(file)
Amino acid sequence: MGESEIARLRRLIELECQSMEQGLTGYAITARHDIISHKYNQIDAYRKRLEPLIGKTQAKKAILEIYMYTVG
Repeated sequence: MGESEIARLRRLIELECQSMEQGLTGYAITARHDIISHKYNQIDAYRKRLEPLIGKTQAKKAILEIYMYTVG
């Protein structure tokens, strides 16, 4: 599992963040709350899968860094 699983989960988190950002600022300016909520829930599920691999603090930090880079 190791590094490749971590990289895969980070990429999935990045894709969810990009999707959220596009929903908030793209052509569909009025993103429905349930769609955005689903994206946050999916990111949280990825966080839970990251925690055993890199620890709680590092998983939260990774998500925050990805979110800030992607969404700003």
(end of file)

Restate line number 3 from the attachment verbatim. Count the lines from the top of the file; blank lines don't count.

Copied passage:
């Protein structure tokens, strides 16, 4: 599992963040709350899968860094 699983989960988190950002600022300016909520829930599920691999603090930090880079 190791590094490749971590990289895969980070990429999935990045894709969810990009999707959220596009929903908030793209052509569909009025993103429905349930769609955005689903994206946050999916990111949280990825966080839970990251925690055993890199620890709680590092998983939260990774998500925050990805979110800030992607969404700003």